Planeta Bur is a far better film and has stood the test of time quite well.  Directed by Pavel Klushantsev, the film was far ahead of its time when compared to Western fare, and a lot of the design work in it is still as cool as it was in ‘62 (including a “space car” that looks like many of the nuclear-powered concept vehicles that had been floating around since the late 50s).  The story was imaginative, paying quite a bit of attention to scientific reality, both in space and on the surface of Venus.  The film also features one of the coolest and most complex film robots—Robot John— ever designed.  Corman’s Filmgroup acquired the distribution rights to it in 1965, then proceeded to “re-envision” it as Corman/Coppola had done with Nebo Zovyot three years previously.  The film was given to director Curtis Harrington who would also do another film for Corman, the classic Queen of Blood.  Harrington added some newly-minted scenes starring the fading and obviously-desperate Basil Rathbone and Faith Domergue who had starred in the sci-fi classic This Island Earth ten years before, retitling the film Voyage to the Prehistoric Planet.  As with the earlier movie, most traces of the film’s Soviet origin were obscured or obliterated.  Thankfully, the film was not butchered as badly as it could have been (and certainly less than Nebo Zovyot had been), but it was never released theatrically, going straight to tv.  The majority of the cut-and-paste time in Voyage to the Planet of Prehistoric Women is from Harrington’s movie.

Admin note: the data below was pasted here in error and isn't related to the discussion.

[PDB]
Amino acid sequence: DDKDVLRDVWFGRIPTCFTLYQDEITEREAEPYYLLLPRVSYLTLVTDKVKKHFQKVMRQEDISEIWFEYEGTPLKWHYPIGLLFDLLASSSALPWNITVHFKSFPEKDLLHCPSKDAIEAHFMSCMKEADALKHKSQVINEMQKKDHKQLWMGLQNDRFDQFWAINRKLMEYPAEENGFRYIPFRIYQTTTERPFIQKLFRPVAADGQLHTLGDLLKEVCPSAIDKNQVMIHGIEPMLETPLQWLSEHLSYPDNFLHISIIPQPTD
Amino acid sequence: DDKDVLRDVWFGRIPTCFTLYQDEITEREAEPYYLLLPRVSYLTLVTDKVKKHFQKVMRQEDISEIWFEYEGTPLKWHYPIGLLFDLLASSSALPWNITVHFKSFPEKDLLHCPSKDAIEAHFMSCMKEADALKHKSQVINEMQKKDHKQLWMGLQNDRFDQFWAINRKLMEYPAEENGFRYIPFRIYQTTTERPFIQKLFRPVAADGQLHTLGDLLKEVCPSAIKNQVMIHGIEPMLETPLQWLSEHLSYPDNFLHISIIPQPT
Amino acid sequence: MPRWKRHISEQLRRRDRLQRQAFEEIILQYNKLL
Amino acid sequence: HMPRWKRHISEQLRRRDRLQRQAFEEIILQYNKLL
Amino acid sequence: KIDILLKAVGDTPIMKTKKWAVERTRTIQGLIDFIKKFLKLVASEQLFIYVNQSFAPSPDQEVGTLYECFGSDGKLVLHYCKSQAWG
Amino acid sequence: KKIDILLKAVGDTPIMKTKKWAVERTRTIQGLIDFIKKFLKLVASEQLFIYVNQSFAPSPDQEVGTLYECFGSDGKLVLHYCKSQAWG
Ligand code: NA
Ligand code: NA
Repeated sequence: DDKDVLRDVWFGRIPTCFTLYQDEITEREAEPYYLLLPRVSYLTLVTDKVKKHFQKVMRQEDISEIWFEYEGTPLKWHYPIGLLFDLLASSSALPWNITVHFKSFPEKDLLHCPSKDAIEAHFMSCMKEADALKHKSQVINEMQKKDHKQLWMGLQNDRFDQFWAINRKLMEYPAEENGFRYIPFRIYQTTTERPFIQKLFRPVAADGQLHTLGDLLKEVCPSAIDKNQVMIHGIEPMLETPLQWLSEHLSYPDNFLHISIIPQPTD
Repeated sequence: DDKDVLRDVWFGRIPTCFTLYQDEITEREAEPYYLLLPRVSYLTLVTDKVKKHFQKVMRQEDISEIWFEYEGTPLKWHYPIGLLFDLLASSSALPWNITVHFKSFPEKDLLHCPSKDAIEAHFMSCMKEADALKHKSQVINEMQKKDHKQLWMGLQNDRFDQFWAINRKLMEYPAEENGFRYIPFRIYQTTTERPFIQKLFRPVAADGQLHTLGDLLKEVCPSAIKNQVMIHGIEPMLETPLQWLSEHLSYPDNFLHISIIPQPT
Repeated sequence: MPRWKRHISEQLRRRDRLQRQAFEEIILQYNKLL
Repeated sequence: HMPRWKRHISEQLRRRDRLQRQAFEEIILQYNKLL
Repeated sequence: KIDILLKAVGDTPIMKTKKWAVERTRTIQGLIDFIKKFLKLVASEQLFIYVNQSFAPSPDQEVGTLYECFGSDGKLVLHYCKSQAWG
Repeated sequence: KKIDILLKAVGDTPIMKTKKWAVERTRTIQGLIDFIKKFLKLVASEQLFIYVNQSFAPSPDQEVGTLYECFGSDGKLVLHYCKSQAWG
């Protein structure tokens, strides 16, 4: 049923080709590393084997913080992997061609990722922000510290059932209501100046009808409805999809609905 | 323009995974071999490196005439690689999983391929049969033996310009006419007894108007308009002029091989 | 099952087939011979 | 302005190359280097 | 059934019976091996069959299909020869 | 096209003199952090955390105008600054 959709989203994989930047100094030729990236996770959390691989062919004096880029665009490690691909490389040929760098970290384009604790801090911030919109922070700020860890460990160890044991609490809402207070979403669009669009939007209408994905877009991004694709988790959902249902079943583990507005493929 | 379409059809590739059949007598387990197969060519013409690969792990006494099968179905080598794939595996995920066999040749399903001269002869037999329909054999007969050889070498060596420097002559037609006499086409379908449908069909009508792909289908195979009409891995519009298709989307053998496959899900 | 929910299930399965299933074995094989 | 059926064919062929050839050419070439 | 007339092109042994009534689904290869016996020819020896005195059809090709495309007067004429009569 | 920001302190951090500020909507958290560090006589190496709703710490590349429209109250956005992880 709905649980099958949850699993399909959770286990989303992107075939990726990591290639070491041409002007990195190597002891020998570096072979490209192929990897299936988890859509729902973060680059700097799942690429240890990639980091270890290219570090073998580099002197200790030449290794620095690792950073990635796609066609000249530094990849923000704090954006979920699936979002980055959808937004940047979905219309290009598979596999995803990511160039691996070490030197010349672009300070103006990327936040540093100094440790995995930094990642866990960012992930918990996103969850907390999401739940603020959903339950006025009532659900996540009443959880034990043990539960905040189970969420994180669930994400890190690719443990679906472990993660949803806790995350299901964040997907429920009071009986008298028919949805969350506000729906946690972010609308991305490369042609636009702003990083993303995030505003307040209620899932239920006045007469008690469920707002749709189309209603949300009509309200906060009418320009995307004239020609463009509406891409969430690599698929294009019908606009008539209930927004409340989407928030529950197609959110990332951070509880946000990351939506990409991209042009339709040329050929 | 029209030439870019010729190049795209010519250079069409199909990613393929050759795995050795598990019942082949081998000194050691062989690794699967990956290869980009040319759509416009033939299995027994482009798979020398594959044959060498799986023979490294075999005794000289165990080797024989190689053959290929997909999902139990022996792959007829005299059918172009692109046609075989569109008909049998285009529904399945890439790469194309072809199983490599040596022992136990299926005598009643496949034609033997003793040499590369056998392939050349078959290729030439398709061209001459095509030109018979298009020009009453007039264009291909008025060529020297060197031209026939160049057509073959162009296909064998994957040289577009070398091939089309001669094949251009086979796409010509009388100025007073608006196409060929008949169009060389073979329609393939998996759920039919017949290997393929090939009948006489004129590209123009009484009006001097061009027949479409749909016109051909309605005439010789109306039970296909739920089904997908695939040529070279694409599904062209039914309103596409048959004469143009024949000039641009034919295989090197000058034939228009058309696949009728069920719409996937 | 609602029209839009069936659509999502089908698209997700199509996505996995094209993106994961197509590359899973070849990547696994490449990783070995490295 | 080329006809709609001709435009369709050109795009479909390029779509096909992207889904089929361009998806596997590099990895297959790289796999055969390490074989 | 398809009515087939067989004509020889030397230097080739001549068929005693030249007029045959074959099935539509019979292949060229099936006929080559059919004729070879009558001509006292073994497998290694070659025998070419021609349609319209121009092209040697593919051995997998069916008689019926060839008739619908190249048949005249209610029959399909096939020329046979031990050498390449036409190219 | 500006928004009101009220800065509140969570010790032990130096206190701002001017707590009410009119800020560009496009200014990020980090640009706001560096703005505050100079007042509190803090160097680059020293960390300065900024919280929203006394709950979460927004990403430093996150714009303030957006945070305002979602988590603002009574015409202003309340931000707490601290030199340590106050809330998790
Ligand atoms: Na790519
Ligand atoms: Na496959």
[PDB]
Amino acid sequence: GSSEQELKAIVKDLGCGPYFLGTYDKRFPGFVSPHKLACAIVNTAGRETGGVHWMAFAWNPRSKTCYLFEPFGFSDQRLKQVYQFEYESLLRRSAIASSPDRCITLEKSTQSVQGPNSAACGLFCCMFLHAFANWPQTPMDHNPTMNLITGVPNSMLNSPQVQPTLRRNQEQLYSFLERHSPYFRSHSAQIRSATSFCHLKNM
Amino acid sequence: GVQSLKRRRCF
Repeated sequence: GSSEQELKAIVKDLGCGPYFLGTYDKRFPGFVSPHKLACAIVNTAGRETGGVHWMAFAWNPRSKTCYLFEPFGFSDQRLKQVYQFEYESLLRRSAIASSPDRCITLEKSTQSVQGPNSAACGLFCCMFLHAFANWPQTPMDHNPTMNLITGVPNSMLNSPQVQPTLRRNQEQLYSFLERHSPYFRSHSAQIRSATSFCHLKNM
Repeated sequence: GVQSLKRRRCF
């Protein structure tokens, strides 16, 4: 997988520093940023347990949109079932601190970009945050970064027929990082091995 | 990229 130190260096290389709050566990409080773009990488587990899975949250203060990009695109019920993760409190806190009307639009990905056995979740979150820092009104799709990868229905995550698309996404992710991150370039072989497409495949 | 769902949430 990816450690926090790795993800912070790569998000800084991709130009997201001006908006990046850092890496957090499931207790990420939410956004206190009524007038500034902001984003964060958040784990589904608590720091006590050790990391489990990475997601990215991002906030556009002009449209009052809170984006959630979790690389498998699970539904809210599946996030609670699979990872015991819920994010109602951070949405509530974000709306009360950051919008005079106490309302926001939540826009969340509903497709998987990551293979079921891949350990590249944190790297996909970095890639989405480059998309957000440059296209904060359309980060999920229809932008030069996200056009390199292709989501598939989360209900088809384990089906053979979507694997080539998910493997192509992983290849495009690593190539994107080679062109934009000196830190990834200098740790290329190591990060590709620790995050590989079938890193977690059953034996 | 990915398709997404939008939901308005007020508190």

The film at hand is actually a tremendous bargain matinee of a movie, comprised as it is of work from five different films.  In addition to the four listed above, Corman hired fledgeling director Peter Bogdanovich in 1968 to make what would be Filmgroup’s final effort.  Unfortunately, Corman had a problem: American International Pictures wouldn’t buy the film unless it had women in it.  Bogdanovich decided to film a bunch of “prehistoric women” cavorting on the beaches of Venus (it was actually Leo Carillo State Park in Malibu) and use it as an arc to tie the fragments of the other films together.  He cast former blonde bombshell Mamie Van Doren in the role of Moana, the leader of the group. Unfortunately, at age 37, Van Doren was looking less like a Hollywood Marilyn Monroe wannabe and more like a threadbare cocktail waitress shilling drinks to the hard-luck crowd at a casino in Winnemucca.  Her “career” was ten years past its peak and was already well into a long downward slide, and Bogdanovich surrounded her with younger no-names to cushion the effect, most of them looking like Malibu beach chicks he’d met at D-list parties.  He dressed them all in latex bell-bottoms, leis, and plastic sea-shells for bikini-tops, then gave them all peroxide-platinum hair and let them roam and swim Carillo in silence.  In one of his few good directorial decisions, Bogdanovich had no dialogue in his scenes, allowing the viewer to assume some wild, alien intelligence on the part of Van Doren and her posse, rather than having them speak and making such an illusion impossible to maintain.  Alas, he would later decide to add voiceovers (“telepathy”) as he thought his segments were otherwise incomprehensible, and we get the bimboesque voices of his Venusians in all of their glory.  To add to this dismal performance, Bogdanovich, himself provides a badly-written, poorly-read narration that runs from the beginning to the bitter end of the film. He was trying for some sort of Beat profundity, but he just ends up sounding like a drunken Berkeley sophomore spewing nonsense at a beach party.